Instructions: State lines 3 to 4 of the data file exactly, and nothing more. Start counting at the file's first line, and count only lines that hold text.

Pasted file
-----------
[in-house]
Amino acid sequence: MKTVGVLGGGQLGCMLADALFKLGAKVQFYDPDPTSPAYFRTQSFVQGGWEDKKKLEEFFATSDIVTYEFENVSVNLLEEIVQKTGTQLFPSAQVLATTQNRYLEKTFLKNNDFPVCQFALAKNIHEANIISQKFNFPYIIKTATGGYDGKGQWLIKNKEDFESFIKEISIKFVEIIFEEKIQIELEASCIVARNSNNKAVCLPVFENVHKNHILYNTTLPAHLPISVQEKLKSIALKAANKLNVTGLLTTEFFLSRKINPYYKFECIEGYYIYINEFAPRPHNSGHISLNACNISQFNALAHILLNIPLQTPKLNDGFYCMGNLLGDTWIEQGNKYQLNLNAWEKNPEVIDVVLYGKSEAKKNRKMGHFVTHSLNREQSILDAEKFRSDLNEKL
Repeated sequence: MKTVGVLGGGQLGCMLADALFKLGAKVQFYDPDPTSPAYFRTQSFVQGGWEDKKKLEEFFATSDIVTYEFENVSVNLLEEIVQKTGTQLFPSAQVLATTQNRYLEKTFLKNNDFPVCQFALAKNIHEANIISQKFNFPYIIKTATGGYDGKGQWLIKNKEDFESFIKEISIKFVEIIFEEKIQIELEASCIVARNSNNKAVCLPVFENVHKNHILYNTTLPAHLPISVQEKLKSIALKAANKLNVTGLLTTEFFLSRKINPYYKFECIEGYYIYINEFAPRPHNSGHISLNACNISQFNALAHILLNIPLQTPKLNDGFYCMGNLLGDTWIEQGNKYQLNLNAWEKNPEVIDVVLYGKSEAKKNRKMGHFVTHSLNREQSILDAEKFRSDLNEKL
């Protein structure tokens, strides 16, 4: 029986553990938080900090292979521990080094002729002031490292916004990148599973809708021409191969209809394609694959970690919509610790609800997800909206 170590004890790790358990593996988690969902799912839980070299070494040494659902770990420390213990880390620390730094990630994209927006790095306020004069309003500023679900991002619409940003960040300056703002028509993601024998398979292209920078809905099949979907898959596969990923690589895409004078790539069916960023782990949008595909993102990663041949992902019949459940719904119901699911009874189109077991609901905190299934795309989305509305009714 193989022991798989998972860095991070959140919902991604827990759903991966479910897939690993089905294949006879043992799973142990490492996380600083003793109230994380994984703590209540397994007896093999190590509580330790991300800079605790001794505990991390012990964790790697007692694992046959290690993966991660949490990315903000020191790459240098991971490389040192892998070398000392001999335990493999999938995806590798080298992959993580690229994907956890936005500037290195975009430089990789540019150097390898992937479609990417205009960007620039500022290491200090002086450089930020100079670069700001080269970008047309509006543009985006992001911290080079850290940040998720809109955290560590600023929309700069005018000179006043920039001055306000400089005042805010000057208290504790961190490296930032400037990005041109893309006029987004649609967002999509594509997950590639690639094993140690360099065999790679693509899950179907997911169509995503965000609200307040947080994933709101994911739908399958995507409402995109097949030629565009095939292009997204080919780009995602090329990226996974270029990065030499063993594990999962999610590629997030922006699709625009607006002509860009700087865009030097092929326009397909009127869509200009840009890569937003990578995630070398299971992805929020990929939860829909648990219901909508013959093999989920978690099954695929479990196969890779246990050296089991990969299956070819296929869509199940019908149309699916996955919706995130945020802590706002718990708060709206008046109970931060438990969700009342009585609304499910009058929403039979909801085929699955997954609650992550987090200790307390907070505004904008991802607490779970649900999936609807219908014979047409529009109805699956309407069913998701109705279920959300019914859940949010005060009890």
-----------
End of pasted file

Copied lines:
Repeated sequence: MKTVGVLGGGQLGCMLADALFKLGAKVQFYDPDPTSPAYFRTQSFVQGGWEDKKKLEEFFATSDIVTYEFENVSVNLLEEIVQKTGTQLFPSAQVLATTQNRYLEKTFLKNNDFPVCQFALAKNIHEANIISQKFNFPYIIKTATGGYDGKGQWLIKNKEDFESFIKEISIKFVEIIFEEKIQIELEASCIVARNSNNKAVCLPVFENVHKNHILYNTTLPAHLPISVQEKLKSIALKAANKLNVTGLLTTEFFLSRKINPYYKFECIEGYYIYINEFAPRPHNSGHISLNACNISQFNALAHILLNIPLQTPKLNDGFYCMGNLLGDTWIEQGNKYQLNLNAWEKNPEVIDVVLYGKSEAKKNRKMGHFVTHSLNREQSILDAEKFRSDLNEKL
């Protein structure tokens, strides 16, 4: 029986553990938080900090292979521990080094002729002031490292916004990148599973809708021409191969209809394609694959970690919509610790609800997800909206 170590004890790790358990593996988690969902799912839980070299070494040494659902770990420390213990880390620390730094990630994209927006790095306020004069309003500023679900991002619409940003960040300056703002028509993601024998398979292209920078809905099949979907898959596969990923690589895409004078790539069916960023782990949008595909993102990663041949992902019949459940719904119901699911009874189109077991609901905190299934795309989305509305009714 193989022991798989998972860095991070959140919902991604827990759903991966479910897939690993089905294949006879043992799973142990490492996380600083003793109230994380994984703590209540397994007896093999190590509580330790991300800079605790001794505990991390012990964790790697007692694992046959290690993966991660949490990315903000020191790459240098991971490389040192892998070398000392001999335990493999999938995806590798080298992959993580690229994907956890936005500037290195975009430089990789540019150097390898992937479609990417205009960007620039500022290491200090002086450089930020100079670069700001080269970008047309509006543009985006992001911290080079850290940040998720809109955290560590600023929309700069005018000179006043920039001055306000400089005042805010000057208290504790961190490296930032400037990005041109893309006029987004649609967002999509594509997950590639690639094993140690360099065999790679693509899950179907997911169509995503965000609200307040947080994933709101994911739908399958995507409402995109097949030629565009095939292009997204080919780009995602090329990226996974270029990065030499063993594990999962999610590629997030922006699709625009607006002509860009700087865009030097092929326009397909009127869509200009840009890569937003990578995630070398299971992805929020990929939860829909648990219901909508013959093999989920978690099954695929479990196969890779246990050296089991990969299956070819296929869509199940019908149309699916996955919706995130945020802590706002718990708060709206008046109970931060438990969700009342009585609304499910009058929403039979909801085929699955997954609650992550987090200790307390907070505004904008991802607490779970649900999936609807219908014979047409529009109805699956309407069913998701109705279920959300019914859940949010005060009890």